2019 Hopman Cup Odds: Germany the Slight Favorite Over Switzerland

Alexander Zverev
Alexander Zverev is hoping to make a splash at the 2019 Australian Open. Photo by Keith Allison (flickr)
  • The 31st Hopman Cup starts later this month
  • It could be the last!
  • Germany is narrowly favored, but the US might present value.

The 2019 Hopman Cup starts on December 29th at Perth Arena, and will be played through January. As the 31st and possibly last iteration of the Hopman Cup, it’s doubly exciting.

2019 Hopman Cup Odds

Team 2019 Hopman Cup Odds
Germany +225
Switzerland +250
USA +550
Greece +700
Australia +800
Spain +800
France +900
Great Britain +2500

First-seeded Germany is understandably the favorite, with Angelique Kerber (ranked #2 WTA) and Alexander Zverev (#4 ATP) forming a formidable squad. Only Switzerland, with #54 Belinda Bencic and #3 Roger Federer, stands any chance.

The US has a great chance to sneak into the final. The team features all-time great Serena Williams, as well as promising youngster Francis Tiafoe. The US is in a group with Great Britain, Greece, and Switzerland, and should be able to win that group with the players they bring. As an American fan, you just need the mixed doubles to go your way against Switzerland.

Previous Hopman Cup Winners

Year Winner
2018 Switzerland
2017 France
2016 Australia
2015 Poland
2014 France

It’s interesting that France, who have won twice in the last five years, are so far down the odds sheet. Their team (Alize Cornet and Lucas Pouille) just isn’t as competitive as in past years.

Hopman Cup Format

The Hopman Cup is pretty simple, much more so than other international tournaments like the Davis Cup. Each country fields a team of two players, one man and one woman. A contest between two countries, what you’d call a “tie” in the Davis Cup, plays out as follows: The women play each other. The men play each other. Then there’s a mixed doubles match, even if one side has already wont he best-of-three. Nobody gets any ranking points.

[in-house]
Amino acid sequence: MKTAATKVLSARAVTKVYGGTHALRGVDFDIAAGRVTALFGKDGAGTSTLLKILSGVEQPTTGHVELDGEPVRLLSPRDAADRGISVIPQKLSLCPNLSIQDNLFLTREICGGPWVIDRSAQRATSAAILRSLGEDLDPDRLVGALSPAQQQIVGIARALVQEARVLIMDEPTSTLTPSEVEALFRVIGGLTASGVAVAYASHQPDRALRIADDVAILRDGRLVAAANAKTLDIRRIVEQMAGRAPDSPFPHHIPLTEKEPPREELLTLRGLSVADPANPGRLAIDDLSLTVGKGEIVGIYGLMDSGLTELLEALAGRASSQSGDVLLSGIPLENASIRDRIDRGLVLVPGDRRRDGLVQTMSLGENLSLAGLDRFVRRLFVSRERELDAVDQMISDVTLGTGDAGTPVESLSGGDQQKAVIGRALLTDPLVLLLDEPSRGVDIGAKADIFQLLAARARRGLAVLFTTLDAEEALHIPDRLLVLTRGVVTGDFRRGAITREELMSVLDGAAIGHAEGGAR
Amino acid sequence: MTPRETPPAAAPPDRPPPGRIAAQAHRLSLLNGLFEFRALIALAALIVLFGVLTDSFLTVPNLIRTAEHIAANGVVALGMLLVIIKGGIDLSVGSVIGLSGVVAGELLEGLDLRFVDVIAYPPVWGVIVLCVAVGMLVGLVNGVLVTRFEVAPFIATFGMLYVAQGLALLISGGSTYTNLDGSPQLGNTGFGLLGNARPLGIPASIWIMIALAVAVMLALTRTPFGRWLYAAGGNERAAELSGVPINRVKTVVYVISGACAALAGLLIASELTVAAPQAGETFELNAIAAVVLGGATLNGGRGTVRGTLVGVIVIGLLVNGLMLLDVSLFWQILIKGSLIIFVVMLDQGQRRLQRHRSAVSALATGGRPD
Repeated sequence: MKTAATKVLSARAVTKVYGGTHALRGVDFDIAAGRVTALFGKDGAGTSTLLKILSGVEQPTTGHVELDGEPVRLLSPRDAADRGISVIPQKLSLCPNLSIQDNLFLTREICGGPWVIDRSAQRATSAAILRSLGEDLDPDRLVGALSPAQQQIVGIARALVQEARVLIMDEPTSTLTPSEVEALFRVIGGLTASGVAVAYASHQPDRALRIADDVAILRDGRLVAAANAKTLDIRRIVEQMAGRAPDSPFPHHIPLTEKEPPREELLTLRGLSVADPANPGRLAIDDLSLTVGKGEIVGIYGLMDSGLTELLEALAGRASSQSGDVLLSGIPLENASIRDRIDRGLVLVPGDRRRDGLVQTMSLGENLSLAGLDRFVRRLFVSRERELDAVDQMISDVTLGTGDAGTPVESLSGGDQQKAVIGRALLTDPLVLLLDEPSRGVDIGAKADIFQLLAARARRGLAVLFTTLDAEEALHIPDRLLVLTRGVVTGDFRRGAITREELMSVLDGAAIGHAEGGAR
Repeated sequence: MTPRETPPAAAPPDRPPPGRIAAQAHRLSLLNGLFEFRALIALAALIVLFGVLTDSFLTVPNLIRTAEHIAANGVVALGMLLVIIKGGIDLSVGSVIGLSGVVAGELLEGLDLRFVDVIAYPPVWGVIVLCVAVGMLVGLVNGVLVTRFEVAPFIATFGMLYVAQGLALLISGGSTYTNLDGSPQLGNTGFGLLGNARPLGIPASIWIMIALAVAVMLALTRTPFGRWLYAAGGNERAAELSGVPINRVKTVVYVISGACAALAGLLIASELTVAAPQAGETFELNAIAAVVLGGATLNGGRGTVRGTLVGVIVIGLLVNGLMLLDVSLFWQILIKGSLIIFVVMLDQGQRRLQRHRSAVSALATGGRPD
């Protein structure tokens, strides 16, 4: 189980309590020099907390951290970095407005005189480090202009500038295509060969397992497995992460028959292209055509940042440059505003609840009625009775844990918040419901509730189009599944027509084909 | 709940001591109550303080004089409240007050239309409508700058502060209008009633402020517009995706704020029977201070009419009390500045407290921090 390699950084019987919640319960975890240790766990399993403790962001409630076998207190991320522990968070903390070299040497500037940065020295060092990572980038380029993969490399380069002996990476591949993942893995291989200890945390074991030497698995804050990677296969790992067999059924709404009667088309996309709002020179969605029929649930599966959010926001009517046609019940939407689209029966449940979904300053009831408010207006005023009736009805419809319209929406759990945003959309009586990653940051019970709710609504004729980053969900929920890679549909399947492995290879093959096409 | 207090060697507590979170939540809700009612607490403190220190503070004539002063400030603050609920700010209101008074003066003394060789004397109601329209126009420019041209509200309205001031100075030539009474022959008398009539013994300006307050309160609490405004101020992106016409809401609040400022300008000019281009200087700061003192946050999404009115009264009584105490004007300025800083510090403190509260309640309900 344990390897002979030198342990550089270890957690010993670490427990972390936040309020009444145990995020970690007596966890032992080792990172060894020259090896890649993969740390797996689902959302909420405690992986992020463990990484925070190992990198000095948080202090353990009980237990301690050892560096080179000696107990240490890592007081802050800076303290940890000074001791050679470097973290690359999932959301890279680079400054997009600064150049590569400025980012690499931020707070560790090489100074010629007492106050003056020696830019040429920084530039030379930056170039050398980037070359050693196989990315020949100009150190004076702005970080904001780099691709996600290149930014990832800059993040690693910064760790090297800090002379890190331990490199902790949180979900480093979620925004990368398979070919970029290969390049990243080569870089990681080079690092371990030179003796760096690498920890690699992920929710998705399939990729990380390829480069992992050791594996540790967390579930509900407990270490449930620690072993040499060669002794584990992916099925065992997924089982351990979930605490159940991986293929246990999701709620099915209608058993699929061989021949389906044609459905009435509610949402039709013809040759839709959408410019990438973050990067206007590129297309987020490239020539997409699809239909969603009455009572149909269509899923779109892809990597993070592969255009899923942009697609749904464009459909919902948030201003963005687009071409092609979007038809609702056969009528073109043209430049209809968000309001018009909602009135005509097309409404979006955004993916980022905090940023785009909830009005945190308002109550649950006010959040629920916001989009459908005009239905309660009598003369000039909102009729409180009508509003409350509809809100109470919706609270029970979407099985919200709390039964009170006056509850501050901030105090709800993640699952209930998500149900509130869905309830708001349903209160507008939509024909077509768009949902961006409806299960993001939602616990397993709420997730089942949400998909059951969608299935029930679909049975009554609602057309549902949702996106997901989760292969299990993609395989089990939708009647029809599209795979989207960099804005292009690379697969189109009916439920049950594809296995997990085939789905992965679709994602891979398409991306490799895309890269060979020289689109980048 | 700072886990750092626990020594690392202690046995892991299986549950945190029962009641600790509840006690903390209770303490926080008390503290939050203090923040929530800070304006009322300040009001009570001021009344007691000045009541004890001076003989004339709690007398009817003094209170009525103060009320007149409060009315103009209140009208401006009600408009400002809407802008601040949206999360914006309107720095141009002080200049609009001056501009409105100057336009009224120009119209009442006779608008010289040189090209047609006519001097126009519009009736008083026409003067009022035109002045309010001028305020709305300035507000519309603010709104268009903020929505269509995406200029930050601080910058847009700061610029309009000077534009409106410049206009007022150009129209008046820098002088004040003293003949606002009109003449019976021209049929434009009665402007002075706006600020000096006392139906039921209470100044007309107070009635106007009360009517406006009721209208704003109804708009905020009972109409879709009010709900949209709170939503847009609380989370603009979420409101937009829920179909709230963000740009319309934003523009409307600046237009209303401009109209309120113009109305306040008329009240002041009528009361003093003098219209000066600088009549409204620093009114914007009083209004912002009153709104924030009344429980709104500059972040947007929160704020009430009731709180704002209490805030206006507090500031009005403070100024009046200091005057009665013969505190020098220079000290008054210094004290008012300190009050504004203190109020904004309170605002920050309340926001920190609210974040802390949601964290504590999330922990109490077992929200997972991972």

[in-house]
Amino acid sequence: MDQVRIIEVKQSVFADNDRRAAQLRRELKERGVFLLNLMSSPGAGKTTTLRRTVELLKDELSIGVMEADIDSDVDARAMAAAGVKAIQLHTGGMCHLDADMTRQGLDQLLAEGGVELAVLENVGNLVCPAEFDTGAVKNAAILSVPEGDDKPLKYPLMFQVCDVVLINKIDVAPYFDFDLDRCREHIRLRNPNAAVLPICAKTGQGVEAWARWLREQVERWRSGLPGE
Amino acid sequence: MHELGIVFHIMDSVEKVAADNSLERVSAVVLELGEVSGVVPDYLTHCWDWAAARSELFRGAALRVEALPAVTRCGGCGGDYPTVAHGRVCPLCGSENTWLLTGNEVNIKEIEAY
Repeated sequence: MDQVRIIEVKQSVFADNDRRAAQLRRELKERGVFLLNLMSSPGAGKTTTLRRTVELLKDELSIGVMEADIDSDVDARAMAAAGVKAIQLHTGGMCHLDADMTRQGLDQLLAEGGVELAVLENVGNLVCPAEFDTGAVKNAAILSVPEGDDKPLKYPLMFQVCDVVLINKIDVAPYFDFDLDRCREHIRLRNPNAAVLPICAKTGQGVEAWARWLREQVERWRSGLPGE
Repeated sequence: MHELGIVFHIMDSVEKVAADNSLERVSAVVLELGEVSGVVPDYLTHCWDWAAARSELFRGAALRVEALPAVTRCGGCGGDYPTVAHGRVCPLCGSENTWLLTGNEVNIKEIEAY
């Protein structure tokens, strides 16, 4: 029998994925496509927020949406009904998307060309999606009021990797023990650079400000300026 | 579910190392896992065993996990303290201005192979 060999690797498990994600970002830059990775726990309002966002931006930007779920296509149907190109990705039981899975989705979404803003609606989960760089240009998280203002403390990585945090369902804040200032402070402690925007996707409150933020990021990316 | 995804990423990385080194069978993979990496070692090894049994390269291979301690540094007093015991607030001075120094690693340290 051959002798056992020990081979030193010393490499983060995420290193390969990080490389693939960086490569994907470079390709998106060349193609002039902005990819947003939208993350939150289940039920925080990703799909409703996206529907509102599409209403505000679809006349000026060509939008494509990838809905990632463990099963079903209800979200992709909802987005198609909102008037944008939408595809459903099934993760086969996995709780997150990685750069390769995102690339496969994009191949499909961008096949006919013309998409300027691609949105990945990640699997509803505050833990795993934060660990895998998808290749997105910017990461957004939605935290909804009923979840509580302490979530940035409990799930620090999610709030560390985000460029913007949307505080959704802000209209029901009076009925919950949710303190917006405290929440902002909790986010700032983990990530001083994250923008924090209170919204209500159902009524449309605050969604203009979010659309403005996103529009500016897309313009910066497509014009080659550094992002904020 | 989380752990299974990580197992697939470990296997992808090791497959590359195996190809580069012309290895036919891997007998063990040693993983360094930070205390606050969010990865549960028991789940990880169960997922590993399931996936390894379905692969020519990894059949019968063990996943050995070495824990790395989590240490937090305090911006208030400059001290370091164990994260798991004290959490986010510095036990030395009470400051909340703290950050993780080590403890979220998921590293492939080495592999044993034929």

The tournament itself is remarkably simple. The eight countries are split into two groups of four, who play each other round-robin. At the end of the group stage, the winners of the two groups play each other in a final, which determines the winner of the Hopman Cup.

Why is the Hopman Cup Going Away?

To make room for bigger, badder team tennis tournament. The World Team Cup is based on the Hopman Cup formula, but adds the two things it has always needed to attract top talent: prize money and ranking points.

The World Team Cup will offer $20 million in prizes, making it the richest non-slam tournament purse in the world. It will also offer ranking points, which will help attract top players. Will this interfere with the Davis Cup? Probably! But since the Davis Cup isn’t the property of the ATP or the WTA, neither of those tours will mind.

Don’t cry because the Hopman Cup is over, smile because it became too valuable an asset for its own structure. International team tennis is going to get better, although not without changing things.

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